How innovation and carbon are shaping future LNG supply
Chairman, Chief Analyst and author of The Edge
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LNG might be the last great growth opportunity in oil and gas. But the difficult investment environment and buyers’ appetite for low-carbon LNG are among the challenges facing developers. Giles Farrer, Director of LNG, talked me through his latest thinking.
Why is the outlook for LNG so promising?
Much of it’s about Asia, where energy demand is growing, and gas can help achieve net-zero targets by displacing higher carbon intensity coal in the power sector. We expect LNG demand to increase from 360 mmtpa today to 800 mmtpa in 2050. LNG demand is resilient even in our 2 °C scenario.
Is the industry lining up new supply?
We expect few new FIDs for two years. Qatar’s giant North East Field, FID’d early this year, soaks up most of the contestable market until 2027/28. But there’s a supply gap of 50 mmtpa in 2030 that widens alarmingly to over 170 mmtpa by 2035.
There are plenty of projects in the pipeline, but buyers are hesitant to commit to long-term contracts after the volatility of commodity prices in the last year. Equally, developers are still recovering from the financial effects of the 2020 crisis and have little appetite to invest. Giant, long-payback, capital-intensive LNG projects with modest returns are the last things IOCs and NOCs want to do. At the same time, LNG is increasingly competing for scarce capital with renewables as Euro Majors diversify.
What’s the new project pecking order?
Low cost wins – that’s Russian Arctic projects (Obskiy LNG, for example) and more Qatar phases. Incremental projects in Australia with LNG-focused operators might also be early movers. There are a lot of big projects vying for a market opening at the end of the decade with breakeven prices ranging from US$6.50/mmbtu to US$7.50/mmbtu (delivered to Asia). The focus over the next few years for Rovuma (Mozambique), Papua LNG, further phases at Tortue (Mauritania/Senegal), LNG Canada, and multiple brownfield and greenfield US projects is to drive costs down.
Do US projects have advantages?
Yes. First, the oil price recovery raises oil-indexed LNG prices, making US Henry Hub-priced LNG more attractive. Second, there’s innovation – some developers are using modular LNG which allows them to be nimbler in responding to a market opportunity. Cheniere is aiming to deploy its Sabine Pass Train 6 brownfield project within 30 months, quicker than recent similar US projects. Venture Global’s Calcasieu Pass modular greenfield project has a lead time of three years, compared with five years for typical big international projects.
Third, US infrastructure funds are hot for LNG assets. Unlike the giant, integrated LNG projects elsewhere in the world, there’s no upstream component in US projects – the gas is sourced from the market. Liquefaction and processing are utility-like assets, offering modest returns that don’t do it for Big Oil. But they’re attractive to infrastructure investors. We’ve also seen these investors move down the value chain into LNG shipping, LNG-to-power and small-scale LNG distribution.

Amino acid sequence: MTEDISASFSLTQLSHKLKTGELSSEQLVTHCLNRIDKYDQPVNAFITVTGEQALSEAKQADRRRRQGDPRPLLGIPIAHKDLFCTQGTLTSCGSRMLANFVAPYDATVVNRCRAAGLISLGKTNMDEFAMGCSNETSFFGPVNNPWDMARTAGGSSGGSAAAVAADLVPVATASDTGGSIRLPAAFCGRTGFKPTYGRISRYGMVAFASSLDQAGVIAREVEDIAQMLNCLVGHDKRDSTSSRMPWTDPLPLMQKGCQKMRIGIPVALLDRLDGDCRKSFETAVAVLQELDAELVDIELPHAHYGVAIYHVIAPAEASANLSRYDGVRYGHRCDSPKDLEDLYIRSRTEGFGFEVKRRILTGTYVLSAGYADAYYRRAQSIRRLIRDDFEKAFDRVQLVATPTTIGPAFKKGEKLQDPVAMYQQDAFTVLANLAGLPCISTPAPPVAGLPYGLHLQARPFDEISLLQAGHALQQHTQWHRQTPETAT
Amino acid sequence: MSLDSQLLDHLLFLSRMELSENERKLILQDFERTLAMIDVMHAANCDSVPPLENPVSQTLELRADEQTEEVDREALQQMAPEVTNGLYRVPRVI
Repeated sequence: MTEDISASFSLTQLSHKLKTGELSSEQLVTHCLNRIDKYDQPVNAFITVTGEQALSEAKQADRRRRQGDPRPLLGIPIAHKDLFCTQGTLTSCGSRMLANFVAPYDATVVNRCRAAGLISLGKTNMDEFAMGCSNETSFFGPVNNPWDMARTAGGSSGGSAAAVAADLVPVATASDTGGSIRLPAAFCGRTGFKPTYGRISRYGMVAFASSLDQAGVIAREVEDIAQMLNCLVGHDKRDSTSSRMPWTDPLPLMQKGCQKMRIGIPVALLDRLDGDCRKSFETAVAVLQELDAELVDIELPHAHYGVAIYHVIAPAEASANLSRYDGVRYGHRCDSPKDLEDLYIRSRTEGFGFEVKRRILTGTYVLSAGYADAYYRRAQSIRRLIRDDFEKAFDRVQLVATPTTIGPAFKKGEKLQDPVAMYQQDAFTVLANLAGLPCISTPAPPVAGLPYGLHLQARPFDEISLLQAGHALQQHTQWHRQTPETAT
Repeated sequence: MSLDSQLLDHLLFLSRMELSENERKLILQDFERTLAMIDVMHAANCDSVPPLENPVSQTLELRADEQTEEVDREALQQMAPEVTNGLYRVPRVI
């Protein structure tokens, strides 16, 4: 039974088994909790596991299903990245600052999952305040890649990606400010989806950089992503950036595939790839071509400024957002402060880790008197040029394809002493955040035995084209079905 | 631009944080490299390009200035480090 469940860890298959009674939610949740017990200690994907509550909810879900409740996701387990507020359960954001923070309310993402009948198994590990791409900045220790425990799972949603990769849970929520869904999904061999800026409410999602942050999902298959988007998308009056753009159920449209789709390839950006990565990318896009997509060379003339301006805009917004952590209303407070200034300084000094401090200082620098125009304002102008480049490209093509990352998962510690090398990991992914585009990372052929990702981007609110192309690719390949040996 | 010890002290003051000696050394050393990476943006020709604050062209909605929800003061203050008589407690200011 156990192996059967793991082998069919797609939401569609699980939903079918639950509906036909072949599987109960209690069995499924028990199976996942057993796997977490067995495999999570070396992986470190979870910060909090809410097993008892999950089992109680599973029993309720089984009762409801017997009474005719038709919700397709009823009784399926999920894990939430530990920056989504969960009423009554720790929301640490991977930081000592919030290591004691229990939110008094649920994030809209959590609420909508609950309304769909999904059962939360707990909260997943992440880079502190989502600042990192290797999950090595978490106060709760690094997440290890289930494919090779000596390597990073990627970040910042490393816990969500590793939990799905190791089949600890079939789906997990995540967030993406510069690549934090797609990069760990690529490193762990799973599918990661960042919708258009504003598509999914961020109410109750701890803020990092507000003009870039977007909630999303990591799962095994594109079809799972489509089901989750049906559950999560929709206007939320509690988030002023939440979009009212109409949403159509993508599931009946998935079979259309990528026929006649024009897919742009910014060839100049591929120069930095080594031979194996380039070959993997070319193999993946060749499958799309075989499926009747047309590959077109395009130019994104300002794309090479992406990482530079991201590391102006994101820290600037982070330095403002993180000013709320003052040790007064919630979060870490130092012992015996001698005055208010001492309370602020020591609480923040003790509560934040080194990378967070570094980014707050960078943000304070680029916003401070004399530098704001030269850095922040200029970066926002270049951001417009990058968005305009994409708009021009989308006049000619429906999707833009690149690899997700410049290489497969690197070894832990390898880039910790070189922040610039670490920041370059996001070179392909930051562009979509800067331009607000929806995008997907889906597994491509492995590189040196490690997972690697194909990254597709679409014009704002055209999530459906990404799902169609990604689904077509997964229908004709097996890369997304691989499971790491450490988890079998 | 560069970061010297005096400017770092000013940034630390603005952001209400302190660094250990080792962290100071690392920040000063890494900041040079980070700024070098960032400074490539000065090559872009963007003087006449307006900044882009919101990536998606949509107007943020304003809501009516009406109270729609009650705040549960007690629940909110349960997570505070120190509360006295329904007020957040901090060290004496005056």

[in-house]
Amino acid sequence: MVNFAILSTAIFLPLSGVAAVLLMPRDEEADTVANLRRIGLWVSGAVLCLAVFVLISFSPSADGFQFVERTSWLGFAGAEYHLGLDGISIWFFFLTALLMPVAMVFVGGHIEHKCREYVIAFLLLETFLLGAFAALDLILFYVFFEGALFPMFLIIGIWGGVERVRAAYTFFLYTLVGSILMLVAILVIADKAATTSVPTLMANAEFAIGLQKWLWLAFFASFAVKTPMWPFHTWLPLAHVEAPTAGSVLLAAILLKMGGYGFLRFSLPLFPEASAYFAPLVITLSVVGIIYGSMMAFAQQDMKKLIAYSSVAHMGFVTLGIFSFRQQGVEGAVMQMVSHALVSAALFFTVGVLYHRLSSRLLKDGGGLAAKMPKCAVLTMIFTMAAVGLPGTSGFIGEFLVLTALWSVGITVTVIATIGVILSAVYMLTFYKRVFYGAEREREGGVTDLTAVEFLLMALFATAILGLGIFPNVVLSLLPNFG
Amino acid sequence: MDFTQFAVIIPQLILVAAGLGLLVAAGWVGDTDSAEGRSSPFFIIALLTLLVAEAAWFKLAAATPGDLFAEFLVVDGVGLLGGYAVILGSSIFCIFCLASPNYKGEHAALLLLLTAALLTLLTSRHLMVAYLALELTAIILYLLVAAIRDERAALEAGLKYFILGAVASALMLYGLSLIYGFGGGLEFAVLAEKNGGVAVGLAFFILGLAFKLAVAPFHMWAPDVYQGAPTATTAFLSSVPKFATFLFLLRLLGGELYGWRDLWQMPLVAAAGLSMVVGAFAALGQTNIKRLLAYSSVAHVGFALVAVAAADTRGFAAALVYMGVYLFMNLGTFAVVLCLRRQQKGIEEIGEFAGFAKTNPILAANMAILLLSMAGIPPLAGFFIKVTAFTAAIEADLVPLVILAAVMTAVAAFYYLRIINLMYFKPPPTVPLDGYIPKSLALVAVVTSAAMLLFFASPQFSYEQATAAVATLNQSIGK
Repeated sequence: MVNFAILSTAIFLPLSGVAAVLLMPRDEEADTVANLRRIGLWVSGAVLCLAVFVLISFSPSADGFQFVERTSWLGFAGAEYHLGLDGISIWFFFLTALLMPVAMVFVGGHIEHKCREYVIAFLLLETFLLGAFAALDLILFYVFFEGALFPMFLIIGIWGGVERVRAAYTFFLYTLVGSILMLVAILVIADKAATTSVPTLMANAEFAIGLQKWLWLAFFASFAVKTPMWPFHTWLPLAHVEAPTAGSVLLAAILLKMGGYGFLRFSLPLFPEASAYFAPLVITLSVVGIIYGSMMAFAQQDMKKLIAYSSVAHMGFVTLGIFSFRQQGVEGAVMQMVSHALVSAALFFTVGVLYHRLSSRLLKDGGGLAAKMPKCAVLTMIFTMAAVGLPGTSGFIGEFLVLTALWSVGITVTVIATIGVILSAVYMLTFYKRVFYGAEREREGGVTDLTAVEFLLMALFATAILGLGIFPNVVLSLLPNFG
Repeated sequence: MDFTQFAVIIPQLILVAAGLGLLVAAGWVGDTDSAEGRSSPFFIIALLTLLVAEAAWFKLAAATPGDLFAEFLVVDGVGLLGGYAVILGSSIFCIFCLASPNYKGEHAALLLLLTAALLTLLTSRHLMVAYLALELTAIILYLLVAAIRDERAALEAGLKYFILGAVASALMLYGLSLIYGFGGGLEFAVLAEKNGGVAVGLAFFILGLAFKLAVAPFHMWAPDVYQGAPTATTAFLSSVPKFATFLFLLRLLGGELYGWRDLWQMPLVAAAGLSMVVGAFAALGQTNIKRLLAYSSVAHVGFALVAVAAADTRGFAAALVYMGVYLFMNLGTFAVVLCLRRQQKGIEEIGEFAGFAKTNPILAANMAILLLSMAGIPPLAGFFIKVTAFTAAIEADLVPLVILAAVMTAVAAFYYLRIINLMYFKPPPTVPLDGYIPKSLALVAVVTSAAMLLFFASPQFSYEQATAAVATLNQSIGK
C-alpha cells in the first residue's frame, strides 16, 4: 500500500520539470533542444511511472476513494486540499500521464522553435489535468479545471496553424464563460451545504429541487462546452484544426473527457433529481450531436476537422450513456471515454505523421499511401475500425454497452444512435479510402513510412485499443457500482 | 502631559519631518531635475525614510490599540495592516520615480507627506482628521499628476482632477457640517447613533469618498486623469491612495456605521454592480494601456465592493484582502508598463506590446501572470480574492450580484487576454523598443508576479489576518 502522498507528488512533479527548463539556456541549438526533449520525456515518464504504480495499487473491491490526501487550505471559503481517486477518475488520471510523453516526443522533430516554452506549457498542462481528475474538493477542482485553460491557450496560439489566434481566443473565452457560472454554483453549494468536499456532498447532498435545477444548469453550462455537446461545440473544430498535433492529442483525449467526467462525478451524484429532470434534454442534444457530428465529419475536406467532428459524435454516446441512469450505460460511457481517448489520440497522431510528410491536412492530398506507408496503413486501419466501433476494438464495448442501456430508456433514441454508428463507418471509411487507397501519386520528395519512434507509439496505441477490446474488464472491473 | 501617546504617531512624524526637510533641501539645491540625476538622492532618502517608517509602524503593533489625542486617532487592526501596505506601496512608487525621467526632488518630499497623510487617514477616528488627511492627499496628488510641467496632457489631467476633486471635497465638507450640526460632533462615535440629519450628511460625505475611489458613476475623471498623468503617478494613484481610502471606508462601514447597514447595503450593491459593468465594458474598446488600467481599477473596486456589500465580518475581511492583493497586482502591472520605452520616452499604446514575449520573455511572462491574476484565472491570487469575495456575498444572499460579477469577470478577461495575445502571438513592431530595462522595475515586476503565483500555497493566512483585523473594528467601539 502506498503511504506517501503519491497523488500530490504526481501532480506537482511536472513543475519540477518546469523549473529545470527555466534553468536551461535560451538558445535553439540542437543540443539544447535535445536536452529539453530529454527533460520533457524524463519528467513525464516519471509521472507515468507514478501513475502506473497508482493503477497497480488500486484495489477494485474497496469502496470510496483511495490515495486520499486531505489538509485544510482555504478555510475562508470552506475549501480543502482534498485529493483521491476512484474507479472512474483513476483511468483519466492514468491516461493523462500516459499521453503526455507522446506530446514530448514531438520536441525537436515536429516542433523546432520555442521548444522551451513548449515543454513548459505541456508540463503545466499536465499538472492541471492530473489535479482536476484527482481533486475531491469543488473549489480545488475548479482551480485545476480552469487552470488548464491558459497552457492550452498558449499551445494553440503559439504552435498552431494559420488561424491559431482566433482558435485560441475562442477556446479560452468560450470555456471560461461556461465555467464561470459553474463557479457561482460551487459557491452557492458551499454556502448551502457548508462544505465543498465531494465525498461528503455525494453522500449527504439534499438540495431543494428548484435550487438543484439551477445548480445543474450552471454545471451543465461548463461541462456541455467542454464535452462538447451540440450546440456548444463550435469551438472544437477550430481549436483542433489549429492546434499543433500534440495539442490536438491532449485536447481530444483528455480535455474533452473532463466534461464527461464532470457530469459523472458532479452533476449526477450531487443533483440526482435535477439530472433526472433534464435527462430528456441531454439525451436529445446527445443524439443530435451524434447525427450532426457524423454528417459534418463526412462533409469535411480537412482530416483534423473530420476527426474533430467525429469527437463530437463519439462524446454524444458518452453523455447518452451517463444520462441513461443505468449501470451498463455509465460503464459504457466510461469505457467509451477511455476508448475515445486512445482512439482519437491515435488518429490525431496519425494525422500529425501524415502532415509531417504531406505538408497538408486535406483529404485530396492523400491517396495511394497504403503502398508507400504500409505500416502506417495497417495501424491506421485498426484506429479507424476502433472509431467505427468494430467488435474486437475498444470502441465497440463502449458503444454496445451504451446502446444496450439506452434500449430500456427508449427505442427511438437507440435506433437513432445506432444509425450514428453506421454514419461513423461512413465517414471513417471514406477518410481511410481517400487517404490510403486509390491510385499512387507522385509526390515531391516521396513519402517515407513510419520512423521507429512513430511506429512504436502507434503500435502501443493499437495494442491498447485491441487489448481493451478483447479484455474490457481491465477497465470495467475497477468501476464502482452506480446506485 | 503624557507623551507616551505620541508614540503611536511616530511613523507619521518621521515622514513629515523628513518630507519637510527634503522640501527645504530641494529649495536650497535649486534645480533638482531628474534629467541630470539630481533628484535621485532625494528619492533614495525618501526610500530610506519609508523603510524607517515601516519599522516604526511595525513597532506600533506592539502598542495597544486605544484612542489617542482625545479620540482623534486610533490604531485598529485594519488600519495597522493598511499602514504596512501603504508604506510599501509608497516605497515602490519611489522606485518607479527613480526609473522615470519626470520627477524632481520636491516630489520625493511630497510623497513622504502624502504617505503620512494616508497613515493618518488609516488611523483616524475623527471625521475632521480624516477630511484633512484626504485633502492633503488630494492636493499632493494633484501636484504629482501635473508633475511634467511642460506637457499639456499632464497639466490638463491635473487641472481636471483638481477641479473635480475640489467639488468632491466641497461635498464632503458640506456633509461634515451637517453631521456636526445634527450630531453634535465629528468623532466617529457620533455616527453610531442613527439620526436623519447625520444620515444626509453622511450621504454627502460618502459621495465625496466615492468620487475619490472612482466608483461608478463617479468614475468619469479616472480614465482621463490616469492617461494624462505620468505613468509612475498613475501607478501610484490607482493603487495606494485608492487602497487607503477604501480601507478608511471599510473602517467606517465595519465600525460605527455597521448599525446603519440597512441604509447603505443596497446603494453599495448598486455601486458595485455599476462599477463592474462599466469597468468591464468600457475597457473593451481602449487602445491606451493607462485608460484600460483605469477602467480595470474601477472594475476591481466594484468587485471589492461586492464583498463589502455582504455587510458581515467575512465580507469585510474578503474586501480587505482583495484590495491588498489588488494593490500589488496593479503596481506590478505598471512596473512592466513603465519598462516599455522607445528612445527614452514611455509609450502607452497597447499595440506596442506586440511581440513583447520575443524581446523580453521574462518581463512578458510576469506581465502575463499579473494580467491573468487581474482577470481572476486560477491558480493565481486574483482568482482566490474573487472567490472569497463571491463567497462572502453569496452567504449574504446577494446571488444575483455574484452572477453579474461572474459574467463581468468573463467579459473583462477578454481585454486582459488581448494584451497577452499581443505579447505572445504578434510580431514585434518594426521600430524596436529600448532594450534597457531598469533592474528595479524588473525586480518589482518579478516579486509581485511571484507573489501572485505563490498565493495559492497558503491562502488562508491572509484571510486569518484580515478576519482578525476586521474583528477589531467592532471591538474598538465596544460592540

What about the high carbon footprint of US gas?
That’s the Achilles heel. LNG buyers increasingly want to buy low-carbon LNG. Singapore’s Pavilion in March 2020 issued the first tender for LNG with specific criteria to measure the carbon footprint of LNG to be delivered under the contract. Low-carbon LNG is still a tiny part of the market – just seven of the 5,500 cargoes shipped last year were ‘carbon neutral’ – but it’s going to grow fast as utilities strive to meet net-zero targets.
It’ll take years of tighter control – regulation or industry-led – before US upstream gas competes on carbon intensity with global basins.
The US problem is upstream; specifically, the high carbon-intensity of Lower 48 gas. French utility Engie cancelled a contract to buy US LNG in Q4 2020 for this very reason. We’re starting to see US producers change behaviour, stopping routine flaring and setting targets to reduce methane leakage. But it’ll take years of tighter control – regulation or industry-led – before US upstream gas competes on carbon intensity with global basins.
In the meantime, buyers can buy from US developers that source gas either from low-emissions producers or from basins with lower emissions (say, the Eagle Ford rather than the Permian). They will also favour liquefaction plants that use renewable electricity and have CCS. US developers are starting to respond to buyers’ needs – Cheniere has committed to provide customers with the GHG emissions profile of every cargo it produces.
What’s the LNG industry doing to cut its own emissions?
We’ll see more carbon capture and storage. As well as pricing competitively, Qatar Petroleum won the lion's share of the Pavilion tender partly because it was implementing CCS and reducing carbon emissions from processing and liquefaction. Others following this path include Novatek (Arctic LNG), Next Decade (Rio Grande, US) and BP (Tangghuh).
Where can Wood Mackenzie help the LNG industry on emissions?
Wood Mackenzie’s LNG Carbon Emissions Tool provides an independent source of LNG-related emissions estimates along the value chain from wellhead to burner tip. LNG buyers, sellers and traders can estimate emissions associated with specific cargoes based on their source, vessel type and destination (and benchmark the emissions from different projects to specific destinations). The tool is now being widely used in LNG contracts to estimate the emissions associated with specific cargoes for offsetting purposes.